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Malicious design?

My friend Barry always used to say that the reason that “silly” positions are so named in cricket is because they didn’t want to call them “damn stupid”…anyone fielding so close to the batsman must be damn stupid to do so.

Apparently early humans evolved a protein to protect themselves from infection by a retrovirus that infects chimpanzees.  In so doing, they left themselves more vulnerable to HIV infection.  Apparently the human TRIM5α protein protects against the PtERV1 virus.  In rhesus monkeys, TRIM5α protects against infection from HIV-1.  But it looks like there is a trade off:

Unexpectedly, however, the researchers found that no version of TRIM5α from any primate could neutralize both PtERV1 and HIV—it was either one or the other, Emerman says. What that implies, he says, is “humans are susceptible to HIV today because of a response to something else we had in the past.”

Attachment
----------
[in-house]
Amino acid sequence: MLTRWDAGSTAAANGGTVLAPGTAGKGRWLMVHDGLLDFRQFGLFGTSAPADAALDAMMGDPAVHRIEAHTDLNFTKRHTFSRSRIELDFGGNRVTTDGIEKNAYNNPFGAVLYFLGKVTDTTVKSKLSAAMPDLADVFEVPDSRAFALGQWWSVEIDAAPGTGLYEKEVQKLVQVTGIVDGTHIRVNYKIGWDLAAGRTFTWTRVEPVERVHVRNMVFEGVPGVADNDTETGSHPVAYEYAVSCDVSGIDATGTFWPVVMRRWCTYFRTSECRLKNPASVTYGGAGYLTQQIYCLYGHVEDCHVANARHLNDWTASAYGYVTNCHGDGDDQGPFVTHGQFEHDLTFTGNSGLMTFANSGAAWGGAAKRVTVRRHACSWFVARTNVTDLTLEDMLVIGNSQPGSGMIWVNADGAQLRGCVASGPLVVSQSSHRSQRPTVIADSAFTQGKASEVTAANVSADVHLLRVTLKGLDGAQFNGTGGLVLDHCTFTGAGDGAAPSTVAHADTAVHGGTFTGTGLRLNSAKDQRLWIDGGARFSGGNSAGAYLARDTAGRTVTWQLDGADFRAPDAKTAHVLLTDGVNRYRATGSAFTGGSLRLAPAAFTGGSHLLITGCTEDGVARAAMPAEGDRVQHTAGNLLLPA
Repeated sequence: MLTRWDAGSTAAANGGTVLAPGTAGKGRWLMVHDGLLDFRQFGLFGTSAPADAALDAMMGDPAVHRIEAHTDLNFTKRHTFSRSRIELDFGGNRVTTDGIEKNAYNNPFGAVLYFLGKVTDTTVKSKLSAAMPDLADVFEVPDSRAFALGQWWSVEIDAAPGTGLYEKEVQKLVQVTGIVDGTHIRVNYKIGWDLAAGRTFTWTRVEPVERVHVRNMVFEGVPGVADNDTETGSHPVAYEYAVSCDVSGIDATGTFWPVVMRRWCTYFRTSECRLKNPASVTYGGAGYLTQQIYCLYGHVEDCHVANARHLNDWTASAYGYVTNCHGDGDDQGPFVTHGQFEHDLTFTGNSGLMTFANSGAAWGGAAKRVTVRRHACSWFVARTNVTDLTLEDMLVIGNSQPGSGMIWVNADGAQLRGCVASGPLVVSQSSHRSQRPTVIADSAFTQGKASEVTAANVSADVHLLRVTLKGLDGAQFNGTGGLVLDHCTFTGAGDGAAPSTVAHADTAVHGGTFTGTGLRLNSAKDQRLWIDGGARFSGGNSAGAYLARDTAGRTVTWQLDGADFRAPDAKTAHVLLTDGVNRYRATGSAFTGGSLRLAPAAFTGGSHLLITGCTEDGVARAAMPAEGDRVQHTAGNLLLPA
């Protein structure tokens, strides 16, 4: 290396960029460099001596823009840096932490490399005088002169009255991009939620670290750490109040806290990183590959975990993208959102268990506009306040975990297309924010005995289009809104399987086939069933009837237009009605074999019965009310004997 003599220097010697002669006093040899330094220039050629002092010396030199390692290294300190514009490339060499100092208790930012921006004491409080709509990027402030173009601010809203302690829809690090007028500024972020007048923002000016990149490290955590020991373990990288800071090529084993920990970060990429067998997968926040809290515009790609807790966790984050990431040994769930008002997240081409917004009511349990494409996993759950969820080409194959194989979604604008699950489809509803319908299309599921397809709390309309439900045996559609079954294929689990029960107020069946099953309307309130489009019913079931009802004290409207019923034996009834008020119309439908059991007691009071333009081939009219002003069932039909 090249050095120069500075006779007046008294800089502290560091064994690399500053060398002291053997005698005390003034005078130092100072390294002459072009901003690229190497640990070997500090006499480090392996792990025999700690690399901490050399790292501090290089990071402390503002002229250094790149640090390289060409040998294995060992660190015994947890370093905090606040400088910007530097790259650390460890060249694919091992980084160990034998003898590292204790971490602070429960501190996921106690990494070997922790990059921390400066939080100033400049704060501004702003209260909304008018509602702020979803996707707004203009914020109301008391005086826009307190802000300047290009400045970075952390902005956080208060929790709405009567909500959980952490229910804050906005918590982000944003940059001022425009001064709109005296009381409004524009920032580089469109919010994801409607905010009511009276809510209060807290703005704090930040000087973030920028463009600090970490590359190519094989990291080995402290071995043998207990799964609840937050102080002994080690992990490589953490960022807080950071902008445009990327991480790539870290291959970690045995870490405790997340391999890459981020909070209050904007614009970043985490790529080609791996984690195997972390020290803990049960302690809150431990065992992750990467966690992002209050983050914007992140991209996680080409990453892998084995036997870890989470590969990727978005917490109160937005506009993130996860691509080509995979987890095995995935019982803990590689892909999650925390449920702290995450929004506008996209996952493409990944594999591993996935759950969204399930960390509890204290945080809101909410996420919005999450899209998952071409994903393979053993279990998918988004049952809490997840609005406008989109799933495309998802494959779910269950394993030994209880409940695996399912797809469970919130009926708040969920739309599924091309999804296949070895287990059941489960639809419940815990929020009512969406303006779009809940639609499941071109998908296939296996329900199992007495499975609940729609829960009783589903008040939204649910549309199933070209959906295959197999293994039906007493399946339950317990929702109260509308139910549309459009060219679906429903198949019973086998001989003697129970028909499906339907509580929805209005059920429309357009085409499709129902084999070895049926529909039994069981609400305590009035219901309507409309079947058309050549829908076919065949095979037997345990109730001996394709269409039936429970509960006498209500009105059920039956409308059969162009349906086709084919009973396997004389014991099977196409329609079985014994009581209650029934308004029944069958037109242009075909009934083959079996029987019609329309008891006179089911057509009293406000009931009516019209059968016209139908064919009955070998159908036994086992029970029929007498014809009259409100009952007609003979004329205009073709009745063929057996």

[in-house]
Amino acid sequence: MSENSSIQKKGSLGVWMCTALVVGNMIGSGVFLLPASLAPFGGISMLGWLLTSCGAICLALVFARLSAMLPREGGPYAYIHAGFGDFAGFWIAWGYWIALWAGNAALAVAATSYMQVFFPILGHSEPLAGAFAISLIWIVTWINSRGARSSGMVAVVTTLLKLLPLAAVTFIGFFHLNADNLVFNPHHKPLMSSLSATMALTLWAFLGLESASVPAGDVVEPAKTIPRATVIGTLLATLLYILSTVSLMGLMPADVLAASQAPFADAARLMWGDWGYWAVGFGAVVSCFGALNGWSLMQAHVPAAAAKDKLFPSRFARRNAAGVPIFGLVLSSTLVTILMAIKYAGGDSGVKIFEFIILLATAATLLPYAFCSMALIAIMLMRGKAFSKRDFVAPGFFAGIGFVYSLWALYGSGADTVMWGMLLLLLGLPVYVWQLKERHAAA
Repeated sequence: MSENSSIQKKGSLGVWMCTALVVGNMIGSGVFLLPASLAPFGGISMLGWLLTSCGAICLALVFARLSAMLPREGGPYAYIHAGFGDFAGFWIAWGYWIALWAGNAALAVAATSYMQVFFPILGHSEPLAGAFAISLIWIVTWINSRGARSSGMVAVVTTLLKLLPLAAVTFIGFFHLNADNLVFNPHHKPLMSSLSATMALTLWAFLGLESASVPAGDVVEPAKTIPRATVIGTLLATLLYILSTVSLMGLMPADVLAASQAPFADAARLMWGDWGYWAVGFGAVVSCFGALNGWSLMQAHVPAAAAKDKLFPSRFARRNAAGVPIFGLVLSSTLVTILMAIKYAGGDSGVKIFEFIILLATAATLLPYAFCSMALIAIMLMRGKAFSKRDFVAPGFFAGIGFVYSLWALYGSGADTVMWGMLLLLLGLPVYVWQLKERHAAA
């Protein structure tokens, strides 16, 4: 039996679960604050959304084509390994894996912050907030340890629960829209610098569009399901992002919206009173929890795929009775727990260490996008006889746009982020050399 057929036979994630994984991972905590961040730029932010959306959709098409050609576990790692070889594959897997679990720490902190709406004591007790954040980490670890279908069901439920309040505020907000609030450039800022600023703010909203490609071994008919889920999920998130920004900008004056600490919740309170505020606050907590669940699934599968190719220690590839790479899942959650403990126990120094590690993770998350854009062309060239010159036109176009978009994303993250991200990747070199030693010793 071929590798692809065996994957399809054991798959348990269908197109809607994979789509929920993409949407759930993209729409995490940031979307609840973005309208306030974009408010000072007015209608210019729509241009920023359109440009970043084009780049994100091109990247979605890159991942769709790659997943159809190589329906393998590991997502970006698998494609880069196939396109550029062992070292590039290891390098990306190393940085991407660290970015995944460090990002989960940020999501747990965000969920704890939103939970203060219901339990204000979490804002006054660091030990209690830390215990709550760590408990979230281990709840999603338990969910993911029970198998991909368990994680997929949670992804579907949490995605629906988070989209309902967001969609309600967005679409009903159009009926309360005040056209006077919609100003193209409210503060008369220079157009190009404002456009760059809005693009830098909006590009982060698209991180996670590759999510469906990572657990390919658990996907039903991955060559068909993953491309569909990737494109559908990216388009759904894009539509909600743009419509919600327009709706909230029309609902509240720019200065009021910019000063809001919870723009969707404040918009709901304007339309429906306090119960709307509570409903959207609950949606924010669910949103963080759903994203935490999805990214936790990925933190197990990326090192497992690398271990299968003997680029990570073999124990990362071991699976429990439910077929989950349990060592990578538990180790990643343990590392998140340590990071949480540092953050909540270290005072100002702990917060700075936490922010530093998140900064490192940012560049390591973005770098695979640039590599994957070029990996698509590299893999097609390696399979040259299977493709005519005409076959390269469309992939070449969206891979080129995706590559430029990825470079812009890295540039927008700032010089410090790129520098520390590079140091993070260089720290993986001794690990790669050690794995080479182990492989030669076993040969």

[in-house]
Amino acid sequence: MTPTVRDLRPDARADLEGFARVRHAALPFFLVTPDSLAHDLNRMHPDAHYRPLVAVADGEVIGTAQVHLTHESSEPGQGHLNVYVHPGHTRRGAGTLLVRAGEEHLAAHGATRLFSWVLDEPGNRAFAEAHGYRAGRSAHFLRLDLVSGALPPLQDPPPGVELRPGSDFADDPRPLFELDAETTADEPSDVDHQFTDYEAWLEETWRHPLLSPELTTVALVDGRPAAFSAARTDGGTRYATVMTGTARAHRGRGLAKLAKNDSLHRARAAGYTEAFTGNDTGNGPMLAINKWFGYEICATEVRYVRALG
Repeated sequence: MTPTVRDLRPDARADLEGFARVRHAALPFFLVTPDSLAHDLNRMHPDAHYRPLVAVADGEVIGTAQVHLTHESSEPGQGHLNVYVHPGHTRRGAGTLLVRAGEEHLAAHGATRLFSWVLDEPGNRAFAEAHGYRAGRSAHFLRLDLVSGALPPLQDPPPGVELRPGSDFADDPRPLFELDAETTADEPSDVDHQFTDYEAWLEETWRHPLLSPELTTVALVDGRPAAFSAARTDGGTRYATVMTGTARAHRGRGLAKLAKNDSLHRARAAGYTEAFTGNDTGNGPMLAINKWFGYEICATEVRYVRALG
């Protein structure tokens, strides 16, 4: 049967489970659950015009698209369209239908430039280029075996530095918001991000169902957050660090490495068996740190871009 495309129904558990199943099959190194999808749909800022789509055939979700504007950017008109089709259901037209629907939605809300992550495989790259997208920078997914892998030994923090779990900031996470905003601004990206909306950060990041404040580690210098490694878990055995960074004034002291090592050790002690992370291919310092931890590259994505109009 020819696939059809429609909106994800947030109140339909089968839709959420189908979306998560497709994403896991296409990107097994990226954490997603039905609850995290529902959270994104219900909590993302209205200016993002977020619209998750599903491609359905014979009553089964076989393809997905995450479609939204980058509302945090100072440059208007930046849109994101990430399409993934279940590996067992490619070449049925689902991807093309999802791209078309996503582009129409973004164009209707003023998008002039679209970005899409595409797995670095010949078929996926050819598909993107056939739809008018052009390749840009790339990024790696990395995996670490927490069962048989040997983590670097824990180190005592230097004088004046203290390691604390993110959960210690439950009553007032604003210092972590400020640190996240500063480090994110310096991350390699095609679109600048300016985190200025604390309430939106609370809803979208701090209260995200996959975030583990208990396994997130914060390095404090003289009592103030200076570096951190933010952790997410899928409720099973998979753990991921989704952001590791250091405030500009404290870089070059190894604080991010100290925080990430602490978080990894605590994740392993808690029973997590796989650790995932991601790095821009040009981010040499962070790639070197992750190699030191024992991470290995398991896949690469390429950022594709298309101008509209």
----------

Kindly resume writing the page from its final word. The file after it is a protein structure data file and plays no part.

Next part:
Greg Laden calls this an example of “stoopid design“.  I’m more inclined to think of it as malicious design.  Working from a Beheian perspective, if new species must be intelligently designed, Behe’s intelligent designer must have observed early humans commit their TRIM5α to the job of protection from PtERV1 and decided to engineer HIV to exploit that weakness.

(From Scientific American, via Greg Laden)

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One Response

  1. Good point … in fact, inspiring.

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